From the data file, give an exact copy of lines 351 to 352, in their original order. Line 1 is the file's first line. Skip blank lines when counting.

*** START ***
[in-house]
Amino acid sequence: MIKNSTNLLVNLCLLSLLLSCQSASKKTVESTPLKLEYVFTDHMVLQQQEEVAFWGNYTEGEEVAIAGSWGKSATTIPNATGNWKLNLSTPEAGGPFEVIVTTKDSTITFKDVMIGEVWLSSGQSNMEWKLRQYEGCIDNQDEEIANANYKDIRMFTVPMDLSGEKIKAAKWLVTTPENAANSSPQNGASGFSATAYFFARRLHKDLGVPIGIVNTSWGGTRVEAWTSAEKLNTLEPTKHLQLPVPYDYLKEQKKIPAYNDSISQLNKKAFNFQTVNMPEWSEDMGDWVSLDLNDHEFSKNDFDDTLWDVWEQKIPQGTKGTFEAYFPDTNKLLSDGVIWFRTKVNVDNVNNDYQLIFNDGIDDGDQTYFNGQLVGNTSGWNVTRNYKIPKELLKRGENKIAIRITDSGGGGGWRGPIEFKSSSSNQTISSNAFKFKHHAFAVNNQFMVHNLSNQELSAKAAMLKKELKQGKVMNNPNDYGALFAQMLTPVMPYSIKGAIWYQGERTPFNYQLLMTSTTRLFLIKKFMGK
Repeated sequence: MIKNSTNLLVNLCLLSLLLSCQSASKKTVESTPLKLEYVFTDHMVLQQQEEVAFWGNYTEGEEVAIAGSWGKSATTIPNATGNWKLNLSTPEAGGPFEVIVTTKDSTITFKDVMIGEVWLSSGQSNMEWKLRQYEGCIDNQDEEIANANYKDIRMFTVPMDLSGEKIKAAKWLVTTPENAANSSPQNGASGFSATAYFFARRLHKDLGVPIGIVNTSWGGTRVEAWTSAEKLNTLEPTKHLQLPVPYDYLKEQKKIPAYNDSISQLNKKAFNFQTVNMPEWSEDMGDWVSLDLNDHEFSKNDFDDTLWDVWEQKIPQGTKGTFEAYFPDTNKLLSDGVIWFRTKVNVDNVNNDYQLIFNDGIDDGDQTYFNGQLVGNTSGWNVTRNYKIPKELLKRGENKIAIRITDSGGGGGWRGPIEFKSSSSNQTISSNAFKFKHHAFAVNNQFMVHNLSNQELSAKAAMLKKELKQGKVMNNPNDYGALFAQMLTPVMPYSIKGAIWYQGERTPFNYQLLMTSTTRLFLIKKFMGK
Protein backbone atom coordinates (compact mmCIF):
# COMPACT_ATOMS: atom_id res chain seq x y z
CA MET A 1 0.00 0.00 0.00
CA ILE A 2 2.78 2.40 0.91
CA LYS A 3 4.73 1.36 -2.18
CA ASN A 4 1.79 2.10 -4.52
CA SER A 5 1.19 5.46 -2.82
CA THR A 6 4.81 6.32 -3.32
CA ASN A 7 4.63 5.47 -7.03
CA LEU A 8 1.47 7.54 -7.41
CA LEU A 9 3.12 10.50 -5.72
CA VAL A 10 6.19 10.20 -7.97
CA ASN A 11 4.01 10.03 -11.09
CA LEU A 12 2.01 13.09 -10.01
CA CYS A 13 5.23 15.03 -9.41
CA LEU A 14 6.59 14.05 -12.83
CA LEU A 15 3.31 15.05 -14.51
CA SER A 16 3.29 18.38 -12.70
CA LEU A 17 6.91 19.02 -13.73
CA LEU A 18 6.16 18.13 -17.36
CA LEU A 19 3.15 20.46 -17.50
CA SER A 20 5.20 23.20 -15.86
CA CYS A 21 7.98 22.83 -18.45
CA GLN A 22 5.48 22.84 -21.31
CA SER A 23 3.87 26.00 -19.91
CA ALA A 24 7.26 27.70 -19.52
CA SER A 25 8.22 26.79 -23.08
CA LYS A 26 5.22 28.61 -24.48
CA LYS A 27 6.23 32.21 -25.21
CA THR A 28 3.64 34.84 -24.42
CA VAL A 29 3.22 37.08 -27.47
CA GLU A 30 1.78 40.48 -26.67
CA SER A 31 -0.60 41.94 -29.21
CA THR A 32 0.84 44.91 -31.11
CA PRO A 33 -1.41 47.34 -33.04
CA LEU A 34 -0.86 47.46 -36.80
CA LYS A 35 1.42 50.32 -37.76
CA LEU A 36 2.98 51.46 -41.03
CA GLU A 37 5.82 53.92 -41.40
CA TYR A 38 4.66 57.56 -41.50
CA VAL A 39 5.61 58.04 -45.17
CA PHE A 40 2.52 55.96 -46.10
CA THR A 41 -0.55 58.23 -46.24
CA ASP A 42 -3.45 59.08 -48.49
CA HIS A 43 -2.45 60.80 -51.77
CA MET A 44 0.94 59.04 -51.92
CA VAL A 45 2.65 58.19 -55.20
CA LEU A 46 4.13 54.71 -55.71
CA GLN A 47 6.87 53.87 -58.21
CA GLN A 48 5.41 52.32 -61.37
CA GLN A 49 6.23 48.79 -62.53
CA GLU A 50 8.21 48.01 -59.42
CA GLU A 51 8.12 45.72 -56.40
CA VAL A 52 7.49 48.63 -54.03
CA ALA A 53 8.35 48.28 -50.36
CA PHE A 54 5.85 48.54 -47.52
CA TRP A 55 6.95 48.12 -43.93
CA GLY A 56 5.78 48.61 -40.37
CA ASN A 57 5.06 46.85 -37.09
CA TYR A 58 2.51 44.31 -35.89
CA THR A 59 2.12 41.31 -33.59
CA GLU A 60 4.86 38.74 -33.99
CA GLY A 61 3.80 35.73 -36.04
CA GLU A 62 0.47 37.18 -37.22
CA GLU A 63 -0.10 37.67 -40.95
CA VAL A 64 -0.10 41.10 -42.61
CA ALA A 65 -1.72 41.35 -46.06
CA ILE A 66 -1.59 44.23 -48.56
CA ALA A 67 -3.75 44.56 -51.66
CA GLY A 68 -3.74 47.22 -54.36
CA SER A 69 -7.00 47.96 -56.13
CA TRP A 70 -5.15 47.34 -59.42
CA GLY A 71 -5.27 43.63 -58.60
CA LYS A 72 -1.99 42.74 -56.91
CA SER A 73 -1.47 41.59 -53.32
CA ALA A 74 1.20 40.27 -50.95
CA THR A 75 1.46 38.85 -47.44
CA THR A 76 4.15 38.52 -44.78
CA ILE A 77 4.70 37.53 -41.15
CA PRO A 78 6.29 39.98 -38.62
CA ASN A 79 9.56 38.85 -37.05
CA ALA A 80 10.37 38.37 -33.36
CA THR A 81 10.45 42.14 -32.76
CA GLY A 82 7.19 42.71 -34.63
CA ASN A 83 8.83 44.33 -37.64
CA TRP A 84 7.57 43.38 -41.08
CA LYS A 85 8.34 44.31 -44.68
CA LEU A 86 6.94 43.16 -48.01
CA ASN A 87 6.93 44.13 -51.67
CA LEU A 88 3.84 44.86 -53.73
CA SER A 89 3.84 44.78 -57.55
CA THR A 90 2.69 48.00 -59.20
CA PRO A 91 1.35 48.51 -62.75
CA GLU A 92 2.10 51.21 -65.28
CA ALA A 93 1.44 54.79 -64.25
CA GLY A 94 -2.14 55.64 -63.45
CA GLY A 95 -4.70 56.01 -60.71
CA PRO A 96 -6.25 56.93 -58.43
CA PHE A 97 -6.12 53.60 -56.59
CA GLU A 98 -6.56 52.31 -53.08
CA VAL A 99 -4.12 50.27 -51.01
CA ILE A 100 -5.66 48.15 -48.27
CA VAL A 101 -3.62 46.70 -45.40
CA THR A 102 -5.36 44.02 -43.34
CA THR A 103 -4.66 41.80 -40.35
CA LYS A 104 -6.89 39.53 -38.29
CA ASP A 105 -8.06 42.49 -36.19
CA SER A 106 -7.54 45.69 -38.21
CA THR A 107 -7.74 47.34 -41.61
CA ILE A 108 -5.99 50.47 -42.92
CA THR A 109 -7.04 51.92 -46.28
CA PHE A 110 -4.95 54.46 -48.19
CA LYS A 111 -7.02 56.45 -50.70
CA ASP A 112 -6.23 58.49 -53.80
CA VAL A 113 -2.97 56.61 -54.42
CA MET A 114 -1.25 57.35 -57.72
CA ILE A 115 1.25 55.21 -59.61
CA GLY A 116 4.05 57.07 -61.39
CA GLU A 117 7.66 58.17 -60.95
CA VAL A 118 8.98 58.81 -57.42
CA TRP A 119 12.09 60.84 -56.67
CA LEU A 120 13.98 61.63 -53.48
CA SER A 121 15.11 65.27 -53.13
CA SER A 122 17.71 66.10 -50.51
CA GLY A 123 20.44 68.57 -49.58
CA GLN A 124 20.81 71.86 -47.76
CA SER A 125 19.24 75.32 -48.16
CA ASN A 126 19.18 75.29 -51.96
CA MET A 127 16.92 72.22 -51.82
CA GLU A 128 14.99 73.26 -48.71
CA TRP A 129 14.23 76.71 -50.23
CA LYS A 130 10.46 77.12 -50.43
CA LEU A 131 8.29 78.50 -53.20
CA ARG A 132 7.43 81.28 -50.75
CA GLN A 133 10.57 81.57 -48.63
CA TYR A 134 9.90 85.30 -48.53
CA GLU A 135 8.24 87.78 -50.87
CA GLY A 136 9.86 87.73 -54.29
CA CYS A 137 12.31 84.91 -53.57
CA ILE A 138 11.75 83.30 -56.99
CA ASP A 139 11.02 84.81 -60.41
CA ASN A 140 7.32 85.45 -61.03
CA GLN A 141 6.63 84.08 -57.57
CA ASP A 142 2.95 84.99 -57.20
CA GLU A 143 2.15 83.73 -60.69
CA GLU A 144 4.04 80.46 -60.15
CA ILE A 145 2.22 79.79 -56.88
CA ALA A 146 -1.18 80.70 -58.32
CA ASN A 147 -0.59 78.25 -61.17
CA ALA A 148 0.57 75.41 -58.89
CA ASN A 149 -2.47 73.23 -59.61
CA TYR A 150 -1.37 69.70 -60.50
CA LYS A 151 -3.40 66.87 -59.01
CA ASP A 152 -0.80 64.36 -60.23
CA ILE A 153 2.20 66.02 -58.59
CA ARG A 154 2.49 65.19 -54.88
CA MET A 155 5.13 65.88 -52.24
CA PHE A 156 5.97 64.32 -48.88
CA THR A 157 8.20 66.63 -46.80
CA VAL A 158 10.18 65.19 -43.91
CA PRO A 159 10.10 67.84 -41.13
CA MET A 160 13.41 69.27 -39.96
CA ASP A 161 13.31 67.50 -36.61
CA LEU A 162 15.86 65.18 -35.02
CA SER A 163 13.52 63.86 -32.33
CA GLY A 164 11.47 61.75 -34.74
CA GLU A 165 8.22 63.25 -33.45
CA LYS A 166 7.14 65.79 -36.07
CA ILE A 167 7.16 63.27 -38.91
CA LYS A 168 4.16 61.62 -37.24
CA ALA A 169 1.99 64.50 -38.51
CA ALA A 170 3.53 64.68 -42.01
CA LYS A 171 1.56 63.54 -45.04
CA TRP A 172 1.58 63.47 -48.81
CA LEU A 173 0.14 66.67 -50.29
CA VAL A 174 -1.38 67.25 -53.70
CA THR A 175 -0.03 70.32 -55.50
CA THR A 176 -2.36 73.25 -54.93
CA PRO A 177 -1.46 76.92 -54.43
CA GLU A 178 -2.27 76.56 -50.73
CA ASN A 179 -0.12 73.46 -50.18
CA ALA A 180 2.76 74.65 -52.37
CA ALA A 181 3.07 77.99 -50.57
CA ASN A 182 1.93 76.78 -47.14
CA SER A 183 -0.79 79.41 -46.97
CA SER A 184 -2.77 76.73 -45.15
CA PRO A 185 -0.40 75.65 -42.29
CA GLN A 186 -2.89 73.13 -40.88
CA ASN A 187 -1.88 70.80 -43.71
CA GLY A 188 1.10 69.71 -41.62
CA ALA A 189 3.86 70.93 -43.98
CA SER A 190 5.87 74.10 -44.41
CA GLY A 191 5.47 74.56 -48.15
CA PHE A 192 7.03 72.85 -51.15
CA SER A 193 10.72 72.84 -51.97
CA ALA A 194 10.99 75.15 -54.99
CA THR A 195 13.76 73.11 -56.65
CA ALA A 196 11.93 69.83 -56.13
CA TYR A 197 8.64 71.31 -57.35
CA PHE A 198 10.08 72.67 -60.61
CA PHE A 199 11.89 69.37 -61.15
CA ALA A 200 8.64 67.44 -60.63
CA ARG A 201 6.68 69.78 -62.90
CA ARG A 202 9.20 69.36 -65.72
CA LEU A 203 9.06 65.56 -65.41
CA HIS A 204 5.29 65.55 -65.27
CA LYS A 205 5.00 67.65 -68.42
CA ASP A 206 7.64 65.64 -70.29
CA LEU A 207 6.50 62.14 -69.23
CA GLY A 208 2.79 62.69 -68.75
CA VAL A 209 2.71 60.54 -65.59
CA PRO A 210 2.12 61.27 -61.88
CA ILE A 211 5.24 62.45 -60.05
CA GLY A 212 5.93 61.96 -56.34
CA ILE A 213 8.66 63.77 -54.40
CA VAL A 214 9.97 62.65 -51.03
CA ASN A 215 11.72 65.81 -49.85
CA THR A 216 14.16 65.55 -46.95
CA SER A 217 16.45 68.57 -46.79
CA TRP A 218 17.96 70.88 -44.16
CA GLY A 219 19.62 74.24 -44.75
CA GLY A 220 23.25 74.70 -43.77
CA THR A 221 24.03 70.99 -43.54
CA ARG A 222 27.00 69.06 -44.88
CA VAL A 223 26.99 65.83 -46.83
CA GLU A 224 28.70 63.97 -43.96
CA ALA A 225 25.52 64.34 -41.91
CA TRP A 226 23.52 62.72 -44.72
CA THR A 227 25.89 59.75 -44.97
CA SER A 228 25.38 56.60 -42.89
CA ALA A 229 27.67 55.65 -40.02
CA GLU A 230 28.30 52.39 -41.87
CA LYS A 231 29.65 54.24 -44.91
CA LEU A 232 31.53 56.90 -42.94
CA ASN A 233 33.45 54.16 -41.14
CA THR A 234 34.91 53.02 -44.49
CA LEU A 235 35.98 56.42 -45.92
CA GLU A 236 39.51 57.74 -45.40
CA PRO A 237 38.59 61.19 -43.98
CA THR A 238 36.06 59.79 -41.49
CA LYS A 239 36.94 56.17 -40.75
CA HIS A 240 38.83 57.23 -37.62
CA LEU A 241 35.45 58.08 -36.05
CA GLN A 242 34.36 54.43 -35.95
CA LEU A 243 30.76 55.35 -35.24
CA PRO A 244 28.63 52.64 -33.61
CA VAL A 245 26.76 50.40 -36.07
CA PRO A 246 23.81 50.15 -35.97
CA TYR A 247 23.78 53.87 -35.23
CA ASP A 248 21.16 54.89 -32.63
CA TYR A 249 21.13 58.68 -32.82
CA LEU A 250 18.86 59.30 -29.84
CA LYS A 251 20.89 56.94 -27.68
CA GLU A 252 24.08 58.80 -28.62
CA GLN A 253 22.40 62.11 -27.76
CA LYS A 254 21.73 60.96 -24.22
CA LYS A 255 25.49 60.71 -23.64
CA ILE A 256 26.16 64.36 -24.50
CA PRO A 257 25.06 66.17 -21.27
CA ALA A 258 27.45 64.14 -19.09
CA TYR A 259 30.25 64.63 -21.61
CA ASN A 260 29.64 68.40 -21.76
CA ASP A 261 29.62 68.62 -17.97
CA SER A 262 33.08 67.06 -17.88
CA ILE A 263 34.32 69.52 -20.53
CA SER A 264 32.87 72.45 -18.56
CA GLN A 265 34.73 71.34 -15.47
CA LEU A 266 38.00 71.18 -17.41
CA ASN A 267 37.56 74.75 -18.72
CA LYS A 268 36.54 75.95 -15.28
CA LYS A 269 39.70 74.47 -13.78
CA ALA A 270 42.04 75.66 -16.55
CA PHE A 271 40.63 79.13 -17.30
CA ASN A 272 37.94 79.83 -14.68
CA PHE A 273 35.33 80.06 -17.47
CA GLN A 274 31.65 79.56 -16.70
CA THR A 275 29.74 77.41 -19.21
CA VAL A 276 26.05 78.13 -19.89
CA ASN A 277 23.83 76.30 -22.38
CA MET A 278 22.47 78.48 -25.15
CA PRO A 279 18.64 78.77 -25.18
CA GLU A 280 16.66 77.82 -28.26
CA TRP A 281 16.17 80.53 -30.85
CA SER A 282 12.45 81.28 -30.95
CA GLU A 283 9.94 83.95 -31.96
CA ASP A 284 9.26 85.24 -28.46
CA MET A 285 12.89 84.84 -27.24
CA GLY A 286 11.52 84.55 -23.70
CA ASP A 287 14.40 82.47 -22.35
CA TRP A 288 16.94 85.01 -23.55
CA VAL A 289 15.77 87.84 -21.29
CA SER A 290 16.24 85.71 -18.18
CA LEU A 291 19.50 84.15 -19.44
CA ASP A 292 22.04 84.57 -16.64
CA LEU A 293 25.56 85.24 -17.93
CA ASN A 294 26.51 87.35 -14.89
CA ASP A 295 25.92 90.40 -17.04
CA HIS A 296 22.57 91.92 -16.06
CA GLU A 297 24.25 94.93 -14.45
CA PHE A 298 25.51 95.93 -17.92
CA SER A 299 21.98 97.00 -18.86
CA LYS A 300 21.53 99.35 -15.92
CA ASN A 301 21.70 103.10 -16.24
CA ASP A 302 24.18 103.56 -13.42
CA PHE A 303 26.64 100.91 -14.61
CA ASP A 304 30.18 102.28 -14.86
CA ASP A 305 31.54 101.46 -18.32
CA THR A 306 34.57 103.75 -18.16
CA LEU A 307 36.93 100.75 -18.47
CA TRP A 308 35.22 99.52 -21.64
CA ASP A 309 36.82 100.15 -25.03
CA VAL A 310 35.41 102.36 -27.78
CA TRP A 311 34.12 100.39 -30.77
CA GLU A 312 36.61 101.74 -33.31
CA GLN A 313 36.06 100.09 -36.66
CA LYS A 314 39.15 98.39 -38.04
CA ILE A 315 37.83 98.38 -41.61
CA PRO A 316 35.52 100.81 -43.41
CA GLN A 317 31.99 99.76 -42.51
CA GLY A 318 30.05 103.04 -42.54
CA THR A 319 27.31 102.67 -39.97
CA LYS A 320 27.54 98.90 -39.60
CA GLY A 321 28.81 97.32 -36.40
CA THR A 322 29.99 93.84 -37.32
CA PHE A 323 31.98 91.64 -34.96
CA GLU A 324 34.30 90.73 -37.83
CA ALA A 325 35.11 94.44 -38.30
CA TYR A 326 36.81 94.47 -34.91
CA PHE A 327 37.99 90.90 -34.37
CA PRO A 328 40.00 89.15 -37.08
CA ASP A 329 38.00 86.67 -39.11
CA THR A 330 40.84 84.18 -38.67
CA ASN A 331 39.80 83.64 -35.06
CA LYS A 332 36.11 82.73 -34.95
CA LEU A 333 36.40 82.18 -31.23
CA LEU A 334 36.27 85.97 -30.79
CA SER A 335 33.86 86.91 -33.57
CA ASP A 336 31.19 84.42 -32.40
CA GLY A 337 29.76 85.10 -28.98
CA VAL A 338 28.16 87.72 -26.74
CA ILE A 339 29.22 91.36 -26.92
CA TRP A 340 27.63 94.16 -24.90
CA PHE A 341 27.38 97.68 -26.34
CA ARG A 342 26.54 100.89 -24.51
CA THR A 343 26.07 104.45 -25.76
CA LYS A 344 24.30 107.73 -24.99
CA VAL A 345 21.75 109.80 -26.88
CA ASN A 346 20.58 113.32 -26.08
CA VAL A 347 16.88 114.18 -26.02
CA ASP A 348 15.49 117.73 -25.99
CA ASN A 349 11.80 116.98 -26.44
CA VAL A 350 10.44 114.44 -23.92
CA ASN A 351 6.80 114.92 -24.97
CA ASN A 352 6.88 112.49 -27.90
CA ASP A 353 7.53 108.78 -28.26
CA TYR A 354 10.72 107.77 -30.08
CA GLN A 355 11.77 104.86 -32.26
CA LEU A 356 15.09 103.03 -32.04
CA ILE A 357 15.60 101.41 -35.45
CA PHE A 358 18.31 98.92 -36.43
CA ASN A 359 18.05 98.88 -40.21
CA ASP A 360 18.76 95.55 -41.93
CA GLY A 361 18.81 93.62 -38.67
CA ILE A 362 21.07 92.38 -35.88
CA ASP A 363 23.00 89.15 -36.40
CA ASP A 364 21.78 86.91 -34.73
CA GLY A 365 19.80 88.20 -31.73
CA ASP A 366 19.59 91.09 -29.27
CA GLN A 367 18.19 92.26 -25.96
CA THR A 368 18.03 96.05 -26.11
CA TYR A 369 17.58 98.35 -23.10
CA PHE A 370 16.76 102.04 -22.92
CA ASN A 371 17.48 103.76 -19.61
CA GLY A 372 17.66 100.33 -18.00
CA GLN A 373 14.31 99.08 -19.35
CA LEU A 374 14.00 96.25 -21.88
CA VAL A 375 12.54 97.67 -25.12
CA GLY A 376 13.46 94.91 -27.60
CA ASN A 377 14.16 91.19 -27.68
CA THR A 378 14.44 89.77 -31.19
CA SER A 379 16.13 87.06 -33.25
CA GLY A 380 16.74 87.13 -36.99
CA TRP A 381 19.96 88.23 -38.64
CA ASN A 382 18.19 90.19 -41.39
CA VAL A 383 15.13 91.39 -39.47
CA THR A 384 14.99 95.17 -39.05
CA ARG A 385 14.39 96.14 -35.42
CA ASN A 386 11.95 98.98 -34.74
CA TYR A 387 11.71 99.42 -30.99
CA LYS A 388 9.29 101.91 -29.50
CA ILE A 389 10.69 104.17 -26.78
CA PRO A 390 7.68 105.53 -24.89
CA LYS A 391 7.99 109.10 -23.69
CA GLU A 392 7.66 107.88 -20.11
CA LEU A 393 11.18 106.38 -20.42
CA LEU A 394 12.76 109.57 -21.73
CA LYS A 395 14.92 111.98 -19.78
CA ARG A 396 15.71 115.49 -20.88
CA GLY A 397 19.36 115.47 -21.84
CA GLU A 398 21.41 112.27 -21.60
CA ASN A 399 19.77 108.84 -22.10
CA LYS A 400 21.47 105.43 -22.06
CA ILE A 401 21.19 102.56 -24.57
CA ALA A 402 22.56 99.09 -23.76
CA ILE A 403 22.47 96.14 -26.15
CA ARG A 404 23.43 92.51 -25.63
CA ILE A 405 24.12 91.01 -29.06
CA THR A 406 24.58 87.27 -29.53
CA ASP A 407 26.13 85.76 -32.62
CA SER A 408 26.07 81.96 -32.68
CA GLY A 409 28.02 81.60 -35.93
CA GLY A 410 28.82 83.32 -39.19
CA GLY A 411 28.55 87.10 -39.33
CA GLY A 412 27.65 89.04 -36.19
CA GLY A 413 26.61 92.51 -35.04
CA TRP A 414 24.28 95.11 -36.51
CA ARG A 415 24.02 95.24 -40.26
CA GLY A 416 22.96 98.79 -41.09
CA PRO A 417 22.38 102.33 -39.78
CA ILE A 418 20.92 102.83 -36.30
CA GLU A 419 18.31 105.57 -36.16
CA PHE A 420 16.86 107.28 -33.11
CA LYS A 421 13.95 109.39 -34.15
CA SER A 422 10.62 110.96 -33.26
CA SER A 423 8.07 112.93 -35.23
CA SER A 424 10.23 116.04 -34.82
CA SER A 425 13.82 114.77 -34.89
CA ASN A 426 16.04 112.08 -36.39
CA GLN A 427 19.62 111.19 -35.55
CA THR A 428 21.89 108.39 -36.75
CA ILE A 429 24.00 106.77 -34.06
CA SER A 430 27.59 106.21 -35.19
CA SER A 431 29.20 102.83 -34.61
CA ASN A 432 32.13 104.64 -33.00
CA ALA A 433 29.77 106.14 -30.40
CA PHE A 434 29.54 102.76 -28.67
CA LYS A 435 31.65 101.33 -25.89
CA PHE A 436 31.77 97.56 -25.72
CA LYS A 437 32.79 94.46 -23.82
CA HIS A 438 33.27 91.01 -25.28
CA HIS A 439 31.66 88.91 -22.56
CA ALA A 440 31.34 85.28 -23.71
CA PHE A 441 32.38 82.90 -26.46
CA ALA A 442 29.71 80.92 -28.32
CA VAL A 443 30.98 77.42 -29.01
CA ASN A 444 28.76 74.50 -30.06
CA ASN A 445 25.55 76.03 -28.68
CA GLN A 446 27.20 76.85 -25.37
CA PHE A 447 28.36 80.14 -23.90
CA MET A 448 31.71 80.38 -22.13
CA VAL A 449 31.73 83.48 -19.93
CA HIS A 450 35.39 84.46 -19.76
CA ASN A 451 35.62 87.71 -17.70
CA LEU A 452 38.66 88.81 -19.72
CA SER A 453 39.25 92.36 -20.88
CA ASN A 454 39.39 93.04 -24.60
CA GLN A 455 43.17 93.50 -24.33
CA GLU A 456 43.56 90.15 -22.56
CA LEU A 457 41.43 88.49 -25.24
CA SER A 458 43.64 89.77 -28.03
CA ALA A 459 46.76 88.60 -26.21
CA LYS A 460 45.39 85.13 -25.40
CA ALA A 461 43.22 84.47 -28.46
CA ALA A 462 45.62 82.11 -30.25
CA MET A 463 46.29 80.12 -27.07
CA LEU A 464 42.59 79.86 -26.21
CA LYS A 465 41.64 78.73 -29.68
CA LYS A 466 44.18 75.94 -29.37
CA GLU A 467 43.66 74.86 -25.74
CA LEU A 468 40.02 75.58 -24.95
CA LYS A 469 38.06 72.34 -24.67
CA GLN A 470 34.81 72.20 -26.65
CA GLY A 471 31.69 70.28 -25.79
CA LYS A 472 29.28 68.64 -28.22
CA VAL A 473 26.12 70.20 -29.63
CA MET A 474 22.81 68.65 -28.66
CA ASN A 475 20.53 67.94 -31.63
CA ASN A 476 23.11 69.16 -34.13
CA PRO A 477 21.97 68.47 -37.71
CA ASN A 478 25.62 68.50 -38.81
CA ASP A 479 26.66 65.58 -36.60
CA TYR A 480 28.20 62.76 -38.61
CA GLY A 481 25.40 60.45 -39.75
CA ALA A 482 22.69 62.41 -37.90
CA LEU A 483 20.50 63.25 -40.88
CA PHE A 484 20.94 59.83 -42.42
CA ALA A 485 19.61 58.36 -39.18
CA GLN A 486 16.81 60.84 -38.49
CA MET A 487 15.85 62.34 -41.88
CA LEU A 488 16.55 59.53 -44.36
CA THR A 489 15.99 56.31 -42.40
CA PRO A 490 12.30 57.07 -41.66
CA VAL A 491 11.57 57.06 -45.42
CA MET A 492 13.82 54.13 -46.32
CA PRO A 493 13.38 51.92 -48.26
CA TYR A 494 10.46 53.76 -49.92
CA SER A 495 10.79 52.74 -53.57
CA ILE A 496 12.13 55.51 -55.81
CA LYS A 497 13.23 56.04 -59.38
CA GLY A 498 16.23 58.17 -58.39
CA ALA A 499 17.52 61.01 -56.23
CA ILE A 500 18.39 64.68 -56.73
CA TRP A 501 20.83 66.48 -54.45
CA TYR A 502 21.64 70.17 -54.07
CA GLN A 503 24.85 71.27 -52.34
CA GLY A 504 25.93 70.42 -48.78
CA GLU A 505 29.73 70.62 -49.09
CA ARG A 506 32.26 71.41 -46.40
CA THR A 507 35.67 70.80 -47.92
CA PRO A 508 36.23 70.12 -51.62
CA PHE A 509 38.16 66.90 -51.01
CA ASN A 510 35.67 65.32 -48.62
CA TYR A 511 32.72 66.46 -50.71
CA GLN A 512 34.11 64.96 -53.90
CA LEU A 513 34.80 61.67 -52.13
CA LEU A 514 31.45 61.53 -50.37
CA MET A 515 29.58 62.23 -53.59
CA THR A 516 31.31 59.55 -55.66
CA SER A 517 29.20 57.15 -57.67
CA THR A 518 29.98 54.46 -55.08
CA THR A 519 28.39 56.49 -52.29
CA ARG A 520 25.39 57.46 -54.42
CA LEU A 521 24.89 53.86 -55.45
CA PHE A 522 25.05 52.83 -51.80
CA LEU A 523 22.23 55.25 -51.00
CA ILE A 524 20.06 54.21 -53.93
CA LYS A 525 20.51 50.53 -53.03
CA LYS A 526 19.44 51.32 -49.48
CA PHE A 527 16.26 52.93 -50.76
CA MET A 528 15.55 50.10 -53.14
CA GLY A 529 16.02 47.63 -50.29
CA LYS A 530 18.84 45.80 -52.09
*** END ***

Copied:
CA ASN A 346 20.58 113.32 -26.08
CA VAL A 347 16.88 114.18 -26.02